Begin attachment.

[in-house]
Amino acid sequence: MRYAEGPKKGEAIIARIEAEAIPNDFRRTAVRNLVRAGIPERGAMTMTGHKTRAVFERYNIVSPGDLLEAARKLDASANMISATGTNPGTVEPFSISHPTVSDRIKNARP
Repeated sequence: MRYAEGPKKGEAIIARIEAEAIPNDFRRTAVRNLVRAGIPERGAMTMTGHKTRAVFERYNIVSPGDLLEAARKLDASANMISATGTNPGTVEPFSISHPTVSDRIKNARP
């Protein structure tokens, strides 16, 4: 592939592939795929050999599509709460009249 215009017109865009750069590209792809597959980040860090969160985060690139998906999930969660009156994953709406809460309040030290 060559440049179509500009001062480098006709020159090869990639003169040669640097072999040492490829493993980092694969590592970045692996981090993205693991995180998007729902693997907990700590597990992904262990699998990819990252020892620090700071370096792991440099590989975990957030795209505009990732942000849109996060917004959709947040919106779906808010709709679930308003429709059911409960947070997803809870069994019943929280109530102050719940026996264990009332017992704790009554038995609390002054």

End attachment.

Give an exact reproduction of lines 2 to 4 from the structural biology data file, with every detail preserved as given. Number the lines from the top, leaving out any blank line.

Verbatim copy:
Amino acid sequence: MRYAEGPKKGEAIIARIEAEAIPNDFRRTAVRNLVRAGIPERGAMTMTGHKTRAVFERYNIVSPGDLLEAARKLDASANMISATGTNPGTVEPFSISHPTVSDRIKNARP
Repeated sequence: MRYAEGPKKGEAIIARIEAEAIPNDFRRTAVRNLVRAGIPERGAMTMTGHKTRAVFERYNIVSPGDLLEAARKLDASANMISATGTNPGTVEPFSISHPTVSDRIKNARP
């Protein structure tokens, strides 16, 4: 592939592939795929050999599509709460009249 215009017109865009750069590209792809597959980040860090969160985060690139998906999930969660009156994953709406809460309040030290 060559440049179509500009001062480098006709020159090869990639003169040669640097072999040492490829493993980092694969590592970045692996981090993205693991995180998007729902693997907990700590597990992904262990699998990819990252020892620090700071370096792991440099590989975990957030795209505009990732942000849109996060917004959709947040919106779906808010709709679930308003429709059911409960947070997803809870069994019943929280109530102050719940026996264990009332017992704790009554038995609390002054």